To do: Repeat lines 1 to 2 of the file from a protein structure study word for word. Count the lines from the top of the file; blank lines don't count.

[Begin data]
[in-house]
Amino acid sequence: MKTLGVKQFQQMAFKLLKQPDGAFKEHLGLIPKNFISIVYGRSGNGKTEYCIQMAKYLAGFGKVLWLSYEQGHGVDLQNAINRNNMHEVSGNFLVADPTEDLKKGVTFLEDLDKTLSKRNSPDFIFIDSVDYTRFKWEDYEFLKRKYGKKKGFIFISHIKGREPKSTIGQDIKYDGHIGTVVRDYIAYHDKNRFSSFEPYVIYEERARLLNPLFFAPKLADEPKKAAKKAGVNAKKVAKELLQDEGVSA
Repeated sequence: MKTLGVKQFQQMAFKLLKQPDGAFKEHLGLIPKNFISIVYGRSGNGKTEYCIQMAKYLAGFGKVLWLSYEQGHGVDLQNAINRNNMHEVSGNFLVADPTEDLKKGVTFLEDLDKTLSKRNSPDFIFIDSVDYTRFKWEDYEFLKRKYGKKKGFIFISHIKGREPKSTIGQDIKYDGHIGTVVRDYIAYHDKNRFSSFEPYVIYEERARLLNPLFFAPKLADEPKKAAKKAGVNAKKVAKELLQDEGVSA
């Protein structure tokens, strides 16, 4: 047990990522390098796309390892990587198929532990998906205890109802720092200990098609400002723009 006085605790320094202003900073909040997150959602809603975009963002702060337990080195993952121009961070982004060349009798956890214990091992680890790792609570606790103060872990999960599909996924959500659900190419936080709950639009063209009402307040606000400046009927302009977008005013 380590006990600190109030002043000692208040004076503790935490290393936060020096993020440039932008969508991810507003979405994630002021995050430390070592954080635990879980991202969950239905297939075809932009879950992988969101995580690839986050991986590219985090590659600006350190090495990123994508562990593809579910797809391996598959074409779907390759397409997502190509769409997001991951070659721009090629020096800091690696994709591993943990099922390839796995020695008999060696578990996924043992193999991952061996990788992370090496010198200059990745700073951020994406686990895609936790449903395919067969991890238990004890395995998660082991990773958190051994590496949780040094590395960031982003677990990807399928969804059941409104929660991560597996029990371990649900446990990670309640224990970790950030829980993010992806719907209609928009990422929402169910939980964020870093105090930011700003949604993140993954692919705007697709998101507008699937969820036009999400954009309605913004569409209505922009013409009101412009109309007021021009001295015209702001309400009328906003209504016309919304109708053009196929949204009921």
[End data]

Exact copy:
[in-house]
Amino acid sequence: MKTLGVKQFQQMAFKLLKQPDGAFKEHLGLIPKNFISIVYGRSGNGKTEYCIQMAKYLAGFGKVLWLSYEQGHGVDLQNAINRNNMHEVSGNFLVADPTEDLKKGVTFLEDLDKTLSKRNSPDFIFIDSVDYTRFKWEDYEFLKRKYGKKKGFIFISHIKGREPKSTIGQDIKYDGHIGTVVRDYIAYHDKNRFSSFEPYVIYEERARLLNPLFFAPKLADEPKKAAKKAGVNAKKVAKELLQDEGVSA